In This Section      
 

Johns Hopkins Health - HPV Vaccine: Not Just for Girls

Summer 2015
Issue No. 29

HPV Vaccine: Not Just for Girls

Date: July 2, 2015


HPV-web

Because the human papillomavirus (HPV) vaccine was designed to prevent cervical cancer, it is typically viewed by the public as something for preteen and young women.

But Johns Hopkins head and neck surgeon Carole Fakhry, M.D., would like to see significantly more boys and young men (ages 11 to 21) receive the shot as well. Here’s why:

  • HPV is the most common sexually transmitted infection in the country, according to the Centers for Disease Control and Prevention. Yet only 14 percent of boys ages 13 through 17 received all recommended doses of the vaccine in 2013, compared with 38 percent of girls.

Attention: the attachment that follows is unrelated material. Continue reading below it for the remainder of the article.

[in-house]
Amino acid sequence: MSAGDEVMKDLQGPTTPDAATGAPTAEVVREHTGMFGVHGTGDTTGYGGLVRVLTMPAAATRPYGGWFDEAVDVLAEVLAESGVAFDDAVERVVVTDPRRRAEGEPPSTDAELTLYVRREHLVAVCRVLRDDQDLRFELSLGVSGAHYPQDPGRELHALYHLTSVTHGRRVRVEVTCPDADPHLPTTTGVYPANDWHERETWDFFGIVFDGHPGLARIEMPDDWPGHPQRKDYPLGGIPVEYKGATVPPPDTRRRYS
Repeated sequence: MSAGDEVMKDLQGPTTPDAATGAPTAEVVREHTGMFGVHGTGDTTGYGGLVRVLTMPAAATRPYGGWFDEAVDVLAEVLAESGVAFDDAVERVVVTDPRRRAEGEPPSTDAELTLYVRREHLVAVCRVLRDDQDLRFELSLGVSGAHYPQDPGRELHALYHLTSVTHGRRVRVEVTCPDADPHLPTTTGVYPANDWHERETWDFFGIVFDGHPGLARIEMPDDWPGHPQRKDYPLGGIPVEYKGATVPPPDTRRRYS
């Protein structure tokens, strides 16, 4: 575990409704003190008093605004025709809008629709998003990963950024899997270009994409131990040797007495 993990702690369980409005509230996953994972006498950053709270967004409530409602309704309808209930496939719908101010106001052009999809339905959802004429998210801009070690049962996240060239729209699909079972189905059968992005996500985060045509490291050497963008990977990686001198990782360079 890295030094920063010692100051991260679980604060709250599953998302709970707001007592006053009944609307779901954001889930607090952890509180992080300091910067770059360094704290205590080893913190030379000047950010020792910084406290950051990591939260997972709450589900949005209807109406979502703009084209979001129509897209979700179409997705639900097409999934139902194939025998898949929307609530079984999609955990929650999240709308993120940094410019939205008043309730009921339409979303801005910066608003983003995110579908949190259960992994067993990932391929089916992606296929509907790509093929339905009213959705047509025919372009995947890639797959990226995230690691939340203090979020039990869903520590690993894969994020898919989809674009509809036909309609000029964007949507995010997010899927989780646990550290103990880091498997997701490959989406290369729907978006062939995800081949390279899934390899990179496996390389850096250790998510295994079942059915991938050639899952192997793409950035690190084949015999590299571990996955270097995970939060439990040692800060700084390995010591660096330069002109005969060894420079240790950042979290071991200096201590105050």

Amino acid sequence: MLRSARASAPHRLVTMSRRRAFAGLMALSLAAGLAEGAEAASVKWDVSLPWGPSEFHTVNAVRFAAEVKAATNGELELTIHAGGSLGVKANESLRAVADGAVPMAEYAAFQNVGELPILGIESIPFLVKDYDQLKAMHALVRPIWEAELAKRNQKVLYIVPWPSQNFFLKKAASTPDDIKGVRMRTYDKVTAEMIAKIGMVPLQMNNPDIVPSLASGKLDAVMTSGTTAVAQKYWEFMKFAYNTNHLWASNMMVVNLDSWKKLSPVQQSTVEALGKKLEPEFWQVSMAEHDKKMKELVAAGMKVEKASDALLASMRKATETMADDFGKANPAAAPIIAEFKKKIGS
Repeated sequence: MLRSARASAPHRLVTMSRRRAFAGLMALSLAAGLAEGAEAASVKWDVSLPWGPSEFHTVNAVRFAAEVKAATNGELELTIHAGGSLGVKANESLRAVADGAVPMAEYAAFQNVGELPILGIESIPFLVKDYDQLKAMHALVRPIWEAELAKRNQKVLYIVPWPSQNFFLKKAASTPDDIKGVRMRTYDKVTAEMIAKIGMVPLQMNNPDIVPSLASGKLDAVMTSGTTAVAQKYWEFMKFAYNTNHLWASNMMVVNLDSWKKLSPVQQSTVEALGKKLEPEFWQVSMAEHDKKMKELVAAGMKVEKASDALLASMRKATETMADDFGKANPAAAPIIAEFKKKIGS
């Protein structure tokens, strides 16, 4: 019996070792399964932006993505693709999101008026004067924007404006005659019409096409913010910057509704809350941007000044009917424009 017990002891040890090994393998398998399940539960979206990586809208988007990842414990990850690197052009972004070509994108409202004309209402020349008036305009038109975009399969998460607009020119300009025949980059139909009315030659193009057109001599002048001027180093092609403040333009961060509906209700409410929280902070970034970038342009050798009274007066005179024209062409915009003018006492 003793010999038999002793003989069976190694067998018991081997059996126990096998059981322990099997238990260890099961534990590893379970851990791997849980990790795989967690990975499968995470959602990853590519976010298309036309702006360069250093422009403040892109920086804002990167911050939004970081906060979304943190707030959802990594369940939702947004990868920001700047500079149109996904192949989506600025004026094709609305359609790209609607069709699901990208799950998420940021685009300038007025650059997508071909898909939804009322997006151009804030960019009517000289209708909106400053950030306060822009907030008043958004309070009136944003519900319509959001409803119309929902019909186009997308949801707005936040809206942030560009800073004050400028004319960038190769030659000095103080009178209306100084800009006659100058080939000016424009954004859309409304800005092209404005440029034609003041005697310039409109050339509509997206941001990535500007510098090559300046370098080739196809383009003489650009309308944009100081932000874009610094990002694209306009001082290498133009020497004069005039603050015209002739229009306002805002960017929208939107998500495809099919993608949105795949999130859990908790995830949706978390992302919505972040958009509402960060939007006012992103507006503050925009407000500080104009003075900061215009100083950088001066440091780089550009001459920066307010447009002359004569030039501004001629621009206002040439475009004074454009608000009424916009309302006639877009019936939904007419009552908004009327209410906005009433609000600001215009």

• Nearly 70 percent of certain head and neck cancers in men and women are caused by HPV.
  • The vaccine is recommended for preteens because in order for it to be effective, it needs to be given prior to HPV exposure.

Learn More About the Dangers of HPV 

Watch head and neck surgeon Carole Fakhry, M.D., answer questions about oral HPV, the HPV vaccine and more at hopkinsmedicine.org/oto/hpv.

Related Content

Sign Up for Health Information from Johns Hopkins?

Get the latest news on health and wellness topics important to you and your family delivered straight to your inbox, all from the experts at Johns Hopkins Medicine. ?


Visit hopkinsmedicine.org/yourhealth for your free email subscription to Your Health.

Articles in this Issue

Cover Story

First Person

One Thing

 

Find Physicians Specializing In...